The 130th Annual Meeting of APHA

3343.0: Monday, November 11, 2002 - 9:43 PM

Abstract #47936

Efforts made by the tobacco industry to promote cigarette smoking among people with cognitive disabilities

Sumita Bhattacharya, Institute for Health Policy Studies, University of California, San Francisco, 3333 California St., Suite 265, San Francisco, CA 94143-0936, 415-502-8202, and Lisa A. Bero, Institute for Health Policy Studies and Department of Clinical Pharmacy, University of California, San Francisco, 3333 California, Box 0613, San Francisco, CA 94143-0613.

Smoking is a major health problem among patients with cognitive disabilities, especially those suffering from Alzheimer's Disease and Schizophrenia. According to internal tobacco industry documents, the tobacco industry is interested in exploring a cognitive enhancement effect from nicotine in curing or ameliorating psychiatric diseases. If this effect were proven, the tobacco industry could argue that smoking had therapeutic benefits, thus countering or mitigating criticism and justifying continued promotion of a product proven to be dangerous to public health. This paper shows how the tobacco industry funded many studies aimed at showing that nicotine caused cognitive improvement in humans and animals, modified research protocols to use only nicotine delivered through cigarette smoking in studies of psychological/cognitive disorders, and influenced the publication of scientific reports and sponsored symposia for "informed-laypersons" to illustrate the "beneficial effects" of nicotine. We will discuss implications of the tobacco industry's promotion of the idea that cigarette smoking is therapeutic for people with cognitive disabilities.Funding: California Tobacco-Related Disease Research Program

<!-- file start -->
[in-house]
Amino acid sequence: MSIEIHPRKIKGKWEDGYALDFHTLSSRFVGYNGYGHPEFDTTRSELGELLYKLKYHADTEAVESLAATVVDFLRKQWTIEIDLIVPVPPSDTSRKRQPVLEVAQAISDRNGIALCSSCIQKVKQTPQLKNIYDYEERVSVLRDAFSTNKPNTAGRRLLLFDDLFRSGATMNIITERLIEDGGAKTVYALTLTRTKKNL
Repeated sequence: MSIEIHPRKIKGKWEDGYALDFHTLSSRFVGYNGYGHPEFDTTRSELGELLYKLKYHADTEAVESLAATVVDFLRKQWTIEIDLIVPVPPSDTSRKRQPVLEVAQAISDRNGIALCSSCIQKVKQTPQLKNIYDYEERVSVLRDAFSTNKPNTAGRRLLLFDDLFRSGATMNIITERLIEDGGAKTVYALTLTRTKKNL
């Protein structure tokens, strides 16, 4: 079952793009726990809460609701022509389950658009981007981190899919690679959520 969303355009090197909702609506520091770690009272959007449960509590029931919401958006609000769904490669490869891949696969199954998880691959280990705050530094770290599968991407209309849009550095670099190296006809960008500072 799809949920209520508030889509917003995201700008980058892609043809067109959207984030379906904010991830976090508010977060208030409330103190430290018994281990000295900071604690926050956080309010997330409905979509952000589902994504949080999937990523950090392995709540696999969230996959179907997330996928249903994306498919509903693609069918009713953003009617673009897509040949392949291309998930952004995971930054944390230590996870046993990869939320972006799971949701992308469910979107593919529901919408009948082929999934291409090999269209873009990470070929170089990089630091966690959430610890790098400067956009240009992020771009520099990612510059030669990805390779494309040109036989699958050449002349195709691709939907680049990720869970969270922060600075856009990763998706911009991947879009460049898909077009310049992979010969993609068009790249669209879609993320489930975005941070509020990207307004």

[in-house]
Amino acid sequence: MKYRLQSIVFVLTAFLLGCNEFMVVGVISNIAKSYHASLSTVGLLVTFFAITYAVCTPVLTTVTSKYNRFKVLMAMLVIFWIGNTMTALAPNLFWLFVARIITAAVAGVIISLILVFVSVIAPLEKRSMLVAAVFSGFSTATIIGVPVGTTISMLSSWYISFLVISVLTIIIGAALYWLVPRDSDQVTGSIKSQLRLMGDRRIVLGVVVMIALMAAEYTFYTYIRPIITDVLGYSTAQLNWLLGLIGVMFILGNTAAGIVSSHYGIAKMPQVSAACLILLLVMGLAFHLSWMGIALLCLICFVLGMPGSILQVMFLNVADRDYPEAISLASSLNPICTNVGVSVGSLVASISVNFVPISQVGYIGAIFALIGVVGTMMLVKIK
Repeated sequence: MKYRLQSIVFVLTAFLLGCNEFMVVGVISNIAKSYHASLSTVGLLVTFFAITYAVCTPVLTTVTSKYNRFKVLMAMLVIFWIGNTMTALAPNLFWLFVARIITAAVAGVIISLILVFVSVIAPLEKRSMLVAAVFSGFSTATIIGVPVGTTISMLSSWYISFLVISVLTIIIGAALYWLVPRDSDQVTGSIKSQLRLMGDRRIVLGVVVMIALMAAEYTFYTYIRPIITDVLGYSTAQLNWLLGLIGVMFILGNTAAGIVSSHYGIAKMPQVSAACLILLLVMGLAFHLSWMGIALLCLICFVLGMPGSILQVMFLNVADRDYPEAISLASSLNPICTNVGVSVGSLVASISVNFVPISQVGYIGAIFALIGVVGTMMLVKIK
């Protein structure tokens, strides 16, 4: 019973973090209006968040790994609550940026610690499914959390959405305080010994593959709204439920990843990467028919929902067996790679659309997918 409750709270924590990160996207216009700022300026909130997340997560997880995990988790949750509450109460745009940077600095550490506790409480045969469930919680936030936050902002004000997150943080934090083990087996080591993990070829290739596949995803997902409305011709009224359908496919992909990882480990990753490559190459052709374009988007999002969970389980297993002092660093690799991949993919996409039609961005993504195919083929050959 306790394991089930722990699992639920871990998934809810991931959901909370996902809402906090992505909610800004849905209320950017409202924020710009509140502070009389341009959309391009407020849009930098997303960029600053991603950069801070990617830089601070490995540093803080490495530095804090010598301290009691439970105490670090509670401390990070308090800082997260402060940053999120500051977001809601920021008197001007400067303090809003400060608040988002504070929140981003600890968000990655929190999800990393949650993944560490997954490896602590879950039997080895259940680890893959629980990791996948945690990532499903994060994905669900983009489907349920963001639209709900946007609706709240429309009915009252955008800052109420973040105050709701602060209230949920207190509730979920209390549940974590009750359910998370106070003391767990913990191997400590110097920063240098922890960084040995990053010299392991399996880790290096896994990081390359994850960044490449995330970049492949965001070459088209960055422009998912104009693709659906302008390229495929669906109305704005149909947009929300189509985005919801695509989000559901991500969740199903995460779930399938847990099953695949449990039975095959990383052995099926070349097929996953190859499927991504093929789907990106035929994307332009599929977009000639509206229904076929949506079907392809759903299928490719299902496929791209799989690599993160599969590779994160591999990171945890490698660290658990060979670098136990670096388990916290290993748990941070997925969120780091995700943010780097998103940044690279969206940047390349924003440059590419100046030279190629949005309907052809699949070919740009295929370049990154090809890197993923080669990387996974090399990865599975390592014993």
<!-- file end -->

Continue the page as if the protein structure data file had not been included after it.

Learning Objectives:

Presenting author's disclosure statement:
I do not have any significant financial interest/arrangement or affiliation with any organization/institution whose products or services are being discussed in this session.

Identities, Images and Deceptions: The Tobacco Industry and Special Populations

The 130th Annual Meeting of APHA